Head of lawyers syndicate Sameh Ashour and former head of Arab League Amr Moussa
A 50-member committee, tasked with writing the final draft of Egypt's constitution, is scheduled to hold a procedural meeting Sunday, led by Abdel Gelil Mostafa, head of the National Association for Change. The objective of the meeting is to elect a chairman, two deputies, and form sub-committees. The procedural meeting will be headed by the oldest member until a chairman is selected.
Egypt's former liberal-oriented presidential candidate Amr Moussa and chairman of the Syndicate of Lawyers and the Arab Nasserist Party Sameh Ashour are set to run for the post of chairman.
While Moussa has the backing of representatives of several liberal forces, such as chairman of the Wafd party Al-Sayed Al-Badawi and chairman of the Egyptian Socialist Democratic Party Mohamed Abul-Ghar; Ashour has the support of representatives of youth revolutionary movements, primarily Tamarod and the 25 January Coalition of Youth.
Mahmoud Badr and Mohamed Abdel-Aziz, two founders of the anti-Morsi 'Rebel' movement and members of the 50-committee, said they had nominated Ashour for the post, "because he is the most representative of the 30 June revolution's principles."
Moussa and Ashour are two members of the National Salvation Front (NSF), which is one of the groups to mobilise in support of the ousting of Islamist president Mohamed Morsi from office on 3 July.
The 50-member committee is set to meet Sunday at noon in a plenary session to be hosted in the main hall of the upper house of the Shura Council.
Shura Council sources told Al-Ahram Online, "the aim of the procedural meeting is also to form four or five sub-committees, with each entrusted with revising one of the constitution's chapters."
Shura Council sources also commented that such meetings will be used to formulate the committee's internal stipulations. It is expected that these regulations will state that for an article to be passed, it must gain the approval of at least 75 per cent of the committee's total 50 members. This will give the secularists an upper hand in ensuring that some of Egypt's 2012 Islamist-backed articles on Islamic Sharia, women and press freedoms are revoked.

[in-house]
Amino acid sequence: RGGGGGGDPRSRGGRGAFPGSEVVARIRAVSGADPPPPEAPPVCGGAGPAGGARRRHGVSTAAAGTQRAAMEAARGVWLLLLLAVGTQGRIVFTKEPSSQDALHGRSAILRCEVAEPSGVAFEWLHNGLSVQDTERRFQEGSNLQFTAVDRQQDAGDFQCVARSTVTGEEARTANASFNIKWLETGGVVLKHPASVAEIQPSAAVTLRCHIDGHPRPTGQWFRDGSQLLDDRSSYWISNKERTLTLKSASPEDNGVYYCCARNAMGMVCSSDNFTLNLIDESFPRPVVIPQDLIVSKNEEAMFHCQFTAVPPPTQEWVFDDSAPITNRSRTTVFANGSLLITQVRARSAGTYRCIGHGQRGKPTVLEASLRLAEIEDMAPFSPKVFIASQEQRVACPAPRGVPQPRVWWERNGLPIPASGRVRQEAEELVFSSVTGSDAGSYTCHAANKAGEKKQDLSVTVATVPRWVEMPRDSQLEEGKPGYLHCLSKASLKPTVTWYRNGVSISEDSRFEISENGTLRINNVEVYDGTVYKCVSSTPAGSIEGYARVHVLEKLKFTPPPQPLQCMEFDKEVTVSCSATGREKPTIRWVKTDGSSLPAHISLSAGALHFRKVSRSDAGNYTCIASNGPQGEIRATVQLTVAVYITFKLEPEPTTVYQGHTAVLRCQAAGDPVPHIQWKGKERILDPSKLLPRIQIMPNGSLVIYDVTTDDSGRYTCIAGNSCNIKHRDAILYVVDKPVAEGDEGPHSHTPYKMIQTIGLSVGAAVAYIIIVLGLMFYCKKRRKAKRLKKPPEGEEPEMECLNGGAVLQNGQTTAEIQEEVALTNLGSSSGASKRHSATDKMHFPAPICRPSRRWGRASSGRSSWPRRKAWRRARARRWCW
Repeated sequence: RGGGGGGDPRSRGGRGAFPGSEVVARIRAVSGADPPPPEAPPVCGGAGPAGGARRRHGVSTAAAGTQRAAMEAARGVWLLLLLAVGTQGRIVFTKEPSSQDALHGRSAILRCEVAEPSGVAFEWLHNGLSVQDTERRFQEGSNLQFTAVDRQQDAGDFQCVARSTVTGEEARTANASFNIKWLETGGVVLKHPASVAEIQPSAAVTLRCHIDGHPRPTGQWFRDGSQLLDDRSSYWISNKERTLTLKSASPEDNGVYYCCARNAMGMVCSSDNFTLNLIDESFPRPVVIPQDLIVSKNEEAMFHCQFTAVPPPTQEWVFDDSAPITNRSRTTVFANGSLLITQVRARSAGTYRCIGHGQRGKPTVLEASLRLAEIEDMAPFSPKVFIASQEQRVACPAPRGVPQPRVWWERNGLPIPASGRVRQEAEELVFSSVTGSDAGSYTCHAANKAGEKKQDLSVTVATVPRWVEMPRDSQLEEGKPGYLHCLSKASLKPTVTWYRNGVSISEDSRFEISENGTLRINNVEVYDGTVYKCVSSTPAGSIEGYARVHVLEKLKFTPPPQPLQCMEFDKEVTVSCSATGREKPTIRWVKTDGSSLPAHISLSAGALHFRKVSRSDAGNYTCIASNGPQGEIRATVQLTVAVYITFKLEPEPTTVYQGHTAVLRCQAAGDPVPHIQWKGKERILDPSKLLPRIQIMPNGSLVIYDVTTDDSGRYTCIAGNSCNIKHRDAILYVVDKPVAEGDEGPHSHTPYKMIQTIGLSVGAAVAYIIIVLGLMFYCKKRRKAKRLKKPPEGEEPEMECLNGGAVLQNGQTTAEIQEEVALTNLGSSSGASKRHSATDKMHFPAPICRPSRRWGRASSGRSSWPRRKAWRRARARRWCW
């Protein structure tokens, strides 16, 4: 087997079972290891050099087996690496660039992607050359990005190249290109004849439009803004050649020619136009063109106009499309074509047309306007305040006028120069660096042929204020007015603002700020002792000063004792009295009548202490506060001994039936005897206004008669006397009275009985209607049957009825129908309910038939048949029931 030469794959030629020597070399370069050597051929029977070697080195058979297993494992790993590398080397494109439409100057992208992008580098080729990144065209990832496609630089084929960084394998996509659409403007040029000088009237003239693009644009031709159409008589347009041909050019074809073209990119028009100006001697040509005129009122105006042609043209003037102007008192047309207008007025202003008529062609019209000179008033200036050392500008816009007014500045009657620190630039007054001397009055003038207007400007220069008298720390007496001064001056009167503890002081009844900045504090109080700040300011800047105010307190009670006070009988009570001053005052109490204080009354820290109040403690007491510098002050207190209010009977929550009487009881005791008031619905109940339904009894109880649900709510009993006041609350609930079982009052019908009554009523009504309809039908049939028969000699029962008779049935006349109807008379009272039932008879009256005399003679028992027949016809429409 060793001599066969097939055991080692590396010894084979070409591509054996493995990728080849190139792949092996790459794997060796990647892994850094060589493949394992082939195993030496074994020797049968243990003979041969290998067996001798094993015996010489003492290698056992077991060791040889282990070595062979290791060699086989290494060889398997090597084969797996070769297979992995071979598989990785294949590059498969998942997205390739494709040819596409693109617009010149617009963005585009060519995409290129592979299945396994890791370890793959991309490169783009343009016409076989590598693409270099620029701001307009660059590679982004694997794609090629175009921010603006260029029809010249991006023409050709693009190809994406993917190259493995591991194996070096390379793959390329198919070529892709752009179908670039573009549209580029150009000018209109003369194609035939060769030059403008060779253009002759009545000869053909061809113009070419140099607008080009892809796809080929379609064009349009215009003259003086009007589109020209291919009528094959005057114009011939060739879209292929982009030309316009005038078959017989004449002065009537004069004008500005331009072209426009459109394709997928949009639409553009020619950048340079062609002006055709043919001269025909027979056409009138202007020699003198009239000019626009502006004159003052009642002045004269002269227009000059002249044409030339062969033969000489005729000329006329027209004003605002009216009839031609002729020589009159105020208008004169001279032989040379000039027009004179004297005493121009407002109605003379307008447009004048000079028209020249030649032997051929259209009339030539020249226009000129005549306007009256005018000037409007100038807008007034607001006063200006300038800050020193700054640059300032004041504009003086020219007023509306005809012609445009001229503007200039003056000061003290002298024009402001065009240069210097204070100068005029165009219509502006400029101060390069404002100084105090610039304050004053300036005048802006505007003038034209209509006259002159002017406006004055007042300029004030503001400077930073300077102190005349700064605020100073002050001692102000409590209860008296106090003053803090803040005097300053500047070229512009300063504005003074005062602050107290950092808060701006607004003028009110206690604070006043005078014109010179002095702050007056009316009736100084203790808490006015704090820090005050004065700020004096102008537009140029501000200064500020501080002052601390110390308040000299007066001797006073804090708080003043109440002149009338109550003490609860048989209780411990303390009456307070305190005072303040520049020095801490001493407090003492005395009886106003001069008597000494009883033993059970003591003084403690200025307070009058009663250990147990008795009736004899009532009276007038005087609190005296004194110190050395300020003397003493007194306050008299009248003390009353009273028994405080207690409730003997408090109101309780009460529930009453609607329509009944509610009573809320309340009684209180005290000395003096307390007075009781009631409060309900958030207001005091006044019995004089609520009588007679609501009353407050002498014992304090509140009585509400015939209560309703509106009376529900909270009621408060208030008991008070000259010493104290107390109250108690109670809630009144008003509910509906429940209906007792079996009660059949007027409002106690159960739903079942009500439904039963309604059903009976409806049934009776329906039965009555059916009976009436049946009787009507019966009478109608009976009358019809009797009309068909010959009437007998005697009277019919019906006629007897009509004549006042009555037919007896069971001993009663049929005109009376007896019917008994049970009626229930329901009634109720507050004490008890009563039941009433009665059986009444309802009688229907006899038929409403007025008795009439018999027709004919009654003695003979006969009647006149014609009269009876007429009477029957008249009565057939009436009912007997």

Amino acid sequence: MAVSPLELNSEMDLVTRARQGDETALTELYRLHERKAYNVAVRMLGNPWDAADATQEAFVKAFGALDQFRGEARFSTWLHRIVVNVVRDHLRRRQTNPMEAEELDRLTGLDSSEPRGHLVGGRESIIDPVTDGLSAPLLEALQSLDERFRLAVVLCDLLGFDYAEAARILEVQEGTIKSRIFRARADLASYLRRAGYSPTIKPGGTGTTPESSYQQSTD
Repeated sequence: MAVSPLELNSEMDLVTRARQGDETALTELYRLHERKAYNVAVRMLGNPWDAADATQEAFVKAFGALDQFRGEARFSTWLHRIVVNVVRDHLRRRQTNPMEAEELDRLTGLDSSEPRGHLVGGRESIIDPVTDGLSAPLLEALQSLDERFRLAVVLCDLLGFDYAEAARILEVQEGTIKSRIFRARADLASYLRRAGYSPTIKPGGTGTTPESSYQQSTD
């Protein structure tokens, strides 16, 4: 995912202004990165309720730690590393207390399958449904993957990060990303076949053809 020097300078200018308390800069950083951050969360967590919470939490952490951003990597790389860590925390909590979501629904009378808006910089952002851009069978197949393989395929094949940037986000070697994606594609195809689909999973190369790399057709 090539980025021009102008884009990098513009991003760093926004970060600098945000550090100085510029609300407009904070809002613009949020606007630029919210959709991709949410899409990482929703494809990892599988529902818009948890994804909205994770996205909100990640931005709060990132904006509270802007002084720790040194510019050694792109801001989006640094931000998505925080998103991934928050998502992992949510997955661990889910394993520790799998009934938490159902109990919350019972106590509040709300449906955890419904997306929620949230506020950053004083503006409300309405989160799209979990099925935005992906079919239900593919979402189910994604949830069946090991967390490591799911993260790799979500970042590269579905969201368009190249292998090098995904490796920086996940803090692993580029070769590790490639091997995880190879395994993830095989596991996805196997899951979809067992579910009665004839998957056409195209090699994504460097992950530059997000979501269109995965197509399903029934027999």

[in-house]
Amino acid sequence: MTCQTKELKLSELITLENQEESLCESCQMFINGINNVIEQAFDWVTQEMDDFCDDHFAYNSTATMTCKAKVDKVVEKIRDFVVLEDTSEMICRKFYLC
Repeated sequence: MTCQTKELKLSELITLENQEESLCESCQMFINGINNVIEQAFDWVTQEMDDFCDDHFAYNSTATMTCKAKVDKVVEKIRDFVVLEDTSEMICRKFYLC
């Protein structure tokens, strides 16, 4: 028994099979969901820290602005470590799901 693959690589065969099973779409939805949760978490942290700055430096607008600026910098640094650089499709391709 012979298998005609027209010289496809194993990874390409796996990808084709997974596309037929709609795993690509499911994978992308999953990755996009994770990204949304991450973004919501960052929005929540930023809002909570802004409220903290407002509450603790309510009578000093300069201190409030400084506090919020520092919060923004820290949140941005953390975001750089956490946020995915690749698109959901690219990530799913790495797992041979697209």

According to statistics released by the Shura Council's press office to Al-Ahram Online, by the end of Saturday (3 pm), a number of 47 out of the committee's total 50 members had registered their names and obtained membership cards.
Statistics also show that three members have not registered their names yet, foremost among them are Bassam Al-Zarqa, deputy chairman of the ultra-conservative Salafist party of Al-Nour; poet Sayed Hegab, and Diaa Rashwan, head of the press syndicate.
In a public statement on Saturday, Chairman of Al-Nour party Younis Makhyoun said, "the party's senior officials have been in intense talks in order to reach a decision on whether the party's representative should register or not."
The Nour party is deeply divided, with one wing led by its media spokesman Nader Bakar in favour of participating in the committee - "in order that the party not be accused of stalling Egypt's post-30 June political roadmap." However, another wing, led by the fiery Salafist preacher Yasser Borhami, is against participation, "especially after Islamists were marginalised and the committee has become dominated by a majority of secularists and enemies of Islam," he said.
Informed sources said the party is expected to reach a decision on Sunday, or just a few hours before the committee's procedural meeting.
Al-Nour is a staunch defender of retaining 2012 constitutional article 219, which was drafted by Muslim Brotherhood and Al-Nour MPs to deliver an explanation of Islamic Sharia issues. The article states, "the principles of Islamic Sharia include its generally-accepted interpretations, its fundamental and jurisprudential rules, and its widely considered sources, as stated by the schools of Sunna and Gamaa."
This article faces sharp objections from secularists, who assert that it aims to impose a strict code of Medieval Islam on Egyptians.
Sunday's procedural meeting of the 50-member committee represents the second stage of Egypt's post-30 June political 'roadmap'. The first stage came to an end on 20 August when a 10-member technical committee, including judges and constitutional law professors, finalised the amendment of 2012's suspended constitution, which was drafted by a majority of Islamist forces under the former government of Mohamed Morsi.
The technical committee eliminated four controversial articles of the 2012 constitution, but said it would leave the final say to the 50-member committee. These include article 219 and three articles dealing with the electoral system, a historical article allocating 50 per cent of seats to representatives of workers and farmers in parliament, and whether or not to maintain the upper house of the Shura council.
Ali Awad, advisor to interim president Adli Mansour, asked that the technical committee stay in place to act as an "advisory group" to the 50-member committee, without having any actual voting powers.